Barry Newman's Blog

September 24, 2012

The Parables of Jesus (part I)

Filed under: Parables of Jesus — barrynewman @ 9:48 pm

The Parables of Jesus


One of the best known things about Jesus is that he told stories that had a special meaning to be conveyed by the story.  They are generally referred to as parables. Indeed, he told them many things in parables (Matt 13: 3; Mark 4: 2; 4: 33, 34).  Some were quite lengthy and some were rather short.  Perhaps the best known parable is the one commonly called, “The parable of the Good Samaritan.”  Occasionally something that Jesus did has a semblance to a parable in that it appears to be a parable in action.

Jesus sometimes began a parable by saying, “The kingdom of heaven (or of God) is like …” (Matt 13: 24, 44, 45, 45; 20: 1; Mark 4: 30) thereby indicating that if one understood the truth “hidden” within the parable it pertained to God and his rule.  And the portrayal of his rule often entailed an indication of where things were amiss and what God would do about it.

One of the intriguing things about the parables of Jesus is that it is recorded that he taught in parables so that people would not understand. (See Matt 13: 10 – 17, 34, 35; Mark 4: 10 – 12; Luke 8: 9, 10). Although at least on one occasion even those opposed to him understood something of a parable they heard, partly because it was about them (See Matt 21: 45; Mark 12: 12; Luke 20: 19). His disciples and others, who seemed to have attached themselves more loosely to Jesus, were occasionally given an interpretation of the parable.  If this had not happened we would probably have difficulty understanding some if not many of the parables.  The way they are made part of gospel narratives should also help us understand them aright. That Mark can record that privately Jesus explained everything to his disciples (Mark 4: 34), probably indicates that we the readers should now also understand. However, commentators still differ as to their intended meanings.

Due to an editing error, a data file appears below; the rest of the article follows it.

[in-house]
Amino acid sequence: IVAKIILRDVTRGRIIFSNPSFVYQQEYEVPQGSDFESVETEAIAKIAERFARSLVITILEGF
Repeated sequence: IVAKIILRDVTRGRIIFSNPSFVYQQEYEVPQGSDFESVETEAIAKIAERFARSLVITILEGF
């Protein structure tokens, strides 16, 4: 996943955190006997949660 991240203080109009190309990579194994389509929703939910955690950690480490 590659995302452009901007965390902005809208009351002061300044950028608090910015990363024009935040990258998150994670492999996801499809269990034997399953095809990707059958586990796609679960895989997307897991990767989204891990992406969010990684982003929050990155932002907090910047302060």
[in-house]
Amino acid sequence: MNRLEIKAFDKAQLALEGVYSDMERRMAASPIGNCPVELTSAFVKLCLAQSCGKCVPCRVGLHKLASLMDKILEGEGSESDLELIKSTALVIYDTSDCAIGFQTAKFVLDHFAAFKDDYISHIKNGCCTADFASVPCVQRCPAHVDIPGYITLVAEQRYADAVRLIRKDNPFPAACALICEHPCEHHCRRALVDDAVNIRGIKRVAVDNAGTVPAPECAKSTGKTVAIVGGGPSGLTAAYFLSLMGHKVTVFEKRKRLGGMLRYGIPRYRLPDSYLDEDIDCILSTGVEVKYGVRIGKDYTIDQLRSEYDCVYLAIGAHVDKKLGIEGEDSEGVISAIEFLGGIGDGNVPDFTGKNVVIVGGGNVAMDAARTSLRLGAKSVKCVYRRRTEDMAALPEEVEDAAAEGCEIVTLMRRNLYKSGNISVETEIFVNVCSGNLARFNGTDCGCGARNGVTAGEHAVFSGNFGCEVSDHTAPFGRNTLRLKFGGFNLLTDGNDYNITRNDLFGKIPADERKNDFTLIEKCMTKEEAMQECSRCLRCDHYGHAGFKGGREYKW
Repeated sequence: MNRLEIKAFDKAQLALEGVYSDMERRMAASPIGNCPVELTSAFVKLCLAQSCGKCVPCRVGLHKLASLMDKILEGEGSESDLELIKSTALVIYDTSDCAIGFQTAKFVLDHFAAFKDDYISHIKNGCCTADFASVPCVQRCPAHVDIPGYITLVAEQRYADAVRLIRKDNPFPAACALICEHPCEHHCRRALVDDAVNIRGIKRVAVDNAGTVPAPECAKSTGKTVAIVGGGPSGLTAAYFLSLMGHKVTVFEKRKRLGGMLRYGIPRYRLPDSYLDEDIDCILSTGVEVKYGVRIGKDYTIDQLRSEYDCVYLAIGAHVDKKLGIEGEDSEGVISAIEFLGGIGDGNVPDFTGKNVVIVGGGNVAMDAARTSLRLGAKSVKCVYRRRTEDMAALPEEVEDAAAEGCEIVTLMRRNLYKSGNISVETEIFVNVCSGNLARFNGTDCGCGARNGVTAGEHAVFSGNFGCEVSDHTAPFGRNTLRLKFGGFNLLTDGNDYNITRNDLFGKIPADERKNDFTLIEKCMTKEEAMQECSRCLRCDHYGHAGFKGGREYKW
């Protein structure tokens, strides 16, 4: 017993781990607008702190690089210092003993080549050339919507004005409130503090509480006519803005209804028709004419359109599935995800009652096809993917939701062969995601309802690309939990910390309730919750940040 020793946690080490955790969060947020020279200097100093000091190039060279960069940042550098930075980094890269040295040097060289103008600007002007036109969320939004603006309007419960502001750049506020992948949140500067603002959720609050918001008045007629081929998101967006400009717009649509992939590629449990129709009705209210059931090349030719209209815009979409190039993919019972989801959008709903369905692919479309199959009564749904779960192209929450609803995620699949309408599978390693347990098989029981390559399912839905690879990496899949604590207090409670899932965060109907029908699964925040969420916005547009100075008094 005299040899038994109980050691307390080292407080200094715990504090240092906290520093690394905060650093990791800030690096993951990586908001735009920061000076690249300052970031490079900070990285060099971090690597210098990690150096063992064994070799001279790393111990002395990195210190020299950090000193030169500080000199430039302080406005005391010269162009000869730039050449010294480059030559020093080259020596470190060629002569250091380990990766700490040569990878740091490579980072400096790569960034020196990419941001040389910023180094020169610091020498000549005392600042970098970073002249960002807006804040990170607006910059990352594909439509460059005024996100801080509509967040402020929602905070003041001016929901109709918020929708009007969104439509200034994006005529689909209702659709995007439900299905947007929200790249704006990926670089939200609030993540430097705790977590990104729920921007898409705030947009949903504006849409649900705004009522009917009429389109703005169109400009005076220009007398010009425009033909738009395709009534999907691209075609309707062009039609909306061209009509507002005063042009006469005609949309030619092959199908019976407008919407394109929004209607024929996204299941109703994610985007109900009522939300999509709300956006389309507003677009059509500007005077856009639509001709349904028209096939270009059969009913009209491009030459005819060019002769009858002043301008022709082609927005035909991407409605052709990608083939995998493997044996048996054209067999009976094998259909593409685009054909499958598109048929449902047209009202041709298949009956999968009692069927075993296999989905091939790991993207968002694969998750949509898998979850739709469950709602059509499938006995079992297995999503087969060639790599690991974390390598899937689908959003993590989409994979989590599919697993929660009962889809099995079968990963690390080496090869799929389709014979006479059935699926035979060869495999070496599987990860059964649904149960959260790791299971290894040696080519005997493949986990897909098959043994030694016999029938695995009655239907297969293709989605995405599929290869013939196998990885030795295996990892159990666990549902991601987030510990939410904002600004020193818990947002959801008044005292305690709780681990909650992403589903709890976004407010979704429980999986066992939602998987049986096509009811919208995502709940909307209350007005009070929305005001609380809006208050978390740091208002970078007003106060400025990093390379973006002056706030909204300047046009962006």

People who have written extensively on the parables sometimes advise us to be careful not to read too much into them.  In the few explanations that Jesus gave he seems to have concentrated on only a few matters of significance. Consequently when the records contain no reference to an explanation being given by Jesus it has been suggested that we look for basically one or at most only a few significant truths in line with the explanations that Jesus gave.


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